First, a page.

ACM Awards Grace Murray Hopper Award to Raluca Ada Popa
Raluca Ada Popa, University of California, Berkeley, is the recipient of the 2021 ACM Grace Murray Hopper Award for the design of secure distributed systems. The systems protect confidentiality against attackers with full access to servers while maintaining full functionality. Popa’s research provides confidentiality guarantees where servers only need to store encrypted data, processing it without decrypting. Thus, hackers see only encrypted data. Computing on encrypted data, possible in theory, has been prohibitively inefficient in practice. Popa addresses this by replacing generality with building systems for a broad set of applications with common traits, and developing encryption schemes tailored to these application archetypes.
The ACM Grace Murray Hopper Award is given to the outstanding young computer professional of the year, selected on the basis of a single recent major technical or service contribution. This award is accompanied by a prize of US$35,000. The candidate must have been 35 years of age or less at the time the qualifying contribution was made. Financial support for this award is provided by Microsoft.
ACM Software System Award Goes to Seven for Practical Optimizing Compiler
Xavier Leroy, Collège de France; Sandrine Blazy, University of Rennes 1, IRISA; Zaynah Dargaye, Nomadic Labs; Jacques-Henri Jourdan, CNRS, Laboratoire Méthodes Formelles; Michael Schmidt, AbsInt Angewandte Informatik; Bernhard Schommer, Saarland University and AbsInt Angewandte Informatik GmbH; and Jean-Baptiste Tristan, Boston College, receive the ACM Software System Award for the development of CompCert, the first practically useful optimizing compiler targeting multiple commercial architectures that has a complete, mechanically checked proof of its correctness.
The ACM Software System Award is presented to an institution or individual(s) recognized for developing a software system that has had a lasting influence, reflected in contributions to concepts, in commercial acceptance, or both. The Software System Award carries a prize of $35,000. Financial support for the Software System Award is provided by IBM.
Contributors to the Development of Differential Privacy Receive Kanellakis Award
Avrim Blum, Toyota Technological Institute at Chicago; Irit Dinur, Weizmann Institute; Cynthia Dwork, Harvard University; Frank McSherry, Materialize Inc.; Kobbi Nissim, Georgetown University; and Adam Davison Smith, Boston University, receive the ACM Paris Kanellakis Theory and Practice Award for their fundamental contributions to the development of differential privacy. Their separate but related work formed a definition of differential privacy which captures the kind of privacy needed in statistical settings, where individual information must be protected while still allowing for discovery of common trends.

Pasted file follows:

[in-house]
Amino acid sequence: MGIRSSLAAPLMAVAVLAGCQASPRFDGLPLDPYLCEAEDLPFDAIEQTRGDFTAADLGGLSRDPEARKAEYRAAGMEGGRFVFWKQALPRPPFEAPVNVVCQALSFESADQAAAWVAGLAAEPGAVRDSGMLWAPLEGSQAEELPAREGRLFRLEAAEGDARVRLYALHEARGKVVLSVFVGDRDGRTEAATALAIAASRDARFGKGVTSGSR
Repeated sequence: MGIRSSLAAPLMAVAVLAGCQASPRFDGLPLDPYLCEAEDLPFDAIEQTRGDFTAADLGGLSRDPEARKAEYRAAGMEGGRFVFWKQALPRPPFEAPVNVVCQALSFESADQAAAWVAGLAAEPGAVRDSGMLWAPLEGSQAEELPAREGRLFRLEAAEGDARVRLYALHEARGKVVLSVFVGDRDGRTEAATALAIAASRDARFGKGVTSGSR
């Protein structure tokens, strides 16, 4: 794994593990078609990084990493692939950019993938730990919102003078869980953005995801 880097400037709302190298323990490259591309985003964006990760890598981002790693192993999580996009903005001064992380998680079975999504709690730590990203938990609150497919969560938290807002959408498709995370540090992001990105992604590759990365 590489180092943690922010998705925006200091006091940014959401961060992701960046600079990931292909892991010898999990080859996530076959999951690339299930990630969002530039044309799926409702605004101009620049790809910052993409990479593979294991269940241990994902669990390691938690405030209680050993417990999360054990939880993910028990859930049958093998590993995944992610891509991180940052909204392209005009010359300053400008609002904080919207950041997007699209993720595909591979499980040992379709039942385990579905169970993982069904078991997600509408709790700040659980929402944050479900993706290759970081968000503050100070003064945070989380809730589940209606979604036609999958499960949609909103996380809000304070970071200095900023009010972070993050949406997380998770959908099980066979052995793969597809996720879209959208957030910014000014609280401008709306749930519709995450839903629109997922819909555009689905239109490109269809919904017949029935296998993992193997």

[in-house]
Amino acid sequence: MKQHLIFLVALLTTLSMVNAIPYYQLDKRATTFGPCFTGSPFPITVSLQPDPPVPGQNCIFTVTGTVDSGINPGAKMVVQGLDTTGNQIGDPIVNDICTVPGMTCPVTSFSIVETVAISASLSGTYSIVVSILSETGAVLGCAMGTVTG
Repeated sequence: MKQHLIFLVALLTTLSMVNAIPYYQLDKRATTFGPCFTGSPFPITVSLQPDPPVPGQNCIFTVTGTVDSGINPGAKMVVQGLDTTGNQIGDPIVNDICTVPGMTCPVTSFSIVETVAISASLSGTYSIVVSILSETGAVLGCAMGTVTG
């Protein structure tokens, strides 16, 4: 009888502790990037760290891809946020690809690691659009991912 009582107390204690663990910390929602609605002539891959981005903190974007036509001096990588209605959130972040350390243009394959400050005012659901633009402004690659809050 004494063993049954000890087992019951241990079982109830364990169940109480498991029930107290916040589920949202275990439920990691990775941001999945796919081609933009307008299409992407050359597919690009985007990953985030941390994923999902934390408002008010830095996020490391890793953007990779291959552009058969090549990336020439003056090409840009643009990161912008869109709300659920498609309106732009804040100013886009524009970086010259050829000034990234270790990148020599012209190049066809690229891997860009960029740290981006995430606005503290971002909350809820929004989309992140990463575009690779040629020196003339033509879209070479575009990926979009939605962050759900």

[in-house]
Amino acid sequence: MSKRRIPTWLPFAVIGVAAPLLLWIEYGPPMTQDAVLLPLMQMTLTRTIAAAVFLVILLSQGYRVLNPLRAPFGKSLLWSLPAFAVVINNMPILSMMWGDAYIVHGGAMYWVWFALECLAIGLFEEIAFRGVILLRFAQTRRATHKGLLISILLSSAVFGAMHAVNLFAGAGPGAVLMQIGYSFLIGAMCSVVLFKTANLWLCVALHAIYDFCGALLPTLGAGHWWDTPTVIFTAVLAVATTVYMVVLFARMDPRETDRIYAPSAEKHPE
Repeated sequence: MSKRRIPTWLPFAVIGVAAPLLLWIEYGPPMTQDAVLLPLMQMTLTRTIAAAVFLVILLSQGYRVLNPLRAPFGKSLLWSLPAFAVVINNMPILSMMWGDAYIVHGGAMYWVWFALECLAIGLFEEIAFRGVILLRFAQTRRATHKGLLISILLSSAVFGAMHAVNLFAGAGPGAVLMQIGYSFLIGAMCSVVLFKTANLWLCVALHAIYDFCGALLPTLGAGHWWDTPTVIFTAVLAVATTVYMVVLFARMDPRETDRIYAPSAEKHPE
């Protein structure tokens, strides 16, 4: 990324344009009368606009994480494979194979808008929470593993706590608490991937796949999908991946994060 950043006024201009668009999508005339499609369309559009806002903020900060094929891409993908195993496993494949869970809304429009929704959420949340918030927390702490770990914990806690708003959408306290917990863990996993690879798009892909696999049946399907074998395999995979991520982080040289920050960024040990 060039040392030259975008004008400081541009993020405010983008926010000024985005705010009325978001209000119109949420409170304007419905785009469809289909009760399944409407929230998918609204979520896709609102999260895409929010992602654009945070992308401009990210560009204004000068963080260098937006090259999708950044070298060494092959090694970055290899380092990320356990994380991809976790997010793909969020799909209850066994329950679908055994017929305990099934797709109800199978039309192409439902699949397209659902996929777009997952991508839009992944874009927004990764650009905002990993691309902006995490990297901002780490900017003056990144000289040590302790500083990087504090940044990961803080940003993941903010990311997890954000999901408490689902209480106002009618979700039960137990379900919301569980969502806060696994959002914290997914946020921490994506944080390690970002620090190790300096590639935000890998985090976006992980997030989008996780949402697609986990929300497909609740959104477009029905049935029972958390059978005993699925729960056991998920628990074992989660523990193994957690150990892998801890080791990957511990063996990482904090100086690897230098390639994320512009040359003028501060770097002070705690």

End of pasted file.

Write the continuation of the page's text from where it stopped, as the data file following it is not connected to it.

The ACM Paris Kanellakis Theory and Practice Award honours specific theoretical accomplishments that have had a significant and demonstrable effect on the practice of computing. This award is accompanied by a prize of US$10,000 and is endowed by contributions from the Kanellakis family, with additional financial support provided by ACM’s Special Interest Groups on Algorithms and Computation Theory (SIGACT), Design Automation (SIGDA), Management of Data (SIGMOD), and Programming Languages (SIGPLAN), the ACM SIG Projects Fund, and individual contributions.
ACM, AAAI Recognize Carla Gomes for Computational Sustainability and Artificial Intelligence
Carla Gomes of Cornell University receives the ACM – AAAI Allen Newell Award for establishing and nurturing the field of computational sustainability and for foundational contributions to artificial intelligence. Gomes is a leader in AI, particularly in reasoning, optimization, and the integration of learning and reasoning. She is the driving force behind the new subfield of computational sustainability, embodying the values of multidisciplinary research and social impact. Her research advances core computer science and AI while establishing rich connections to other disciplines.
The ACM – AAAI Allen Newell Award is presented to an individual selected for career contributions that have breadth within computer science, or that bridge computer science and other disciplines. The Newell award is accompanied by a prize of US$10,000, provided by ACM and the Association for the Advancement of Artificial Intelligence (AAAI), and by individual contributions.
Dame Wendy Hall Honored with 2022 Presidential Award
ACM President Gabriele Kotsis has recognized Dame Wendy Hall for her technical contributions that have significantly influenced the development of the Semantic Web and the field of Web Science, her leadership and impact in shaping technology policy and informatics education internationally, and her committed and inspired work to strengthen ACM’s geographically diverse footprint by fostering regional councils to promote ACM activities in China, India, and Europe.
The ACM Presidential Award is given at the discretion of the ACM President, to individuals whose contributions in computing fall within the goals of the ACM.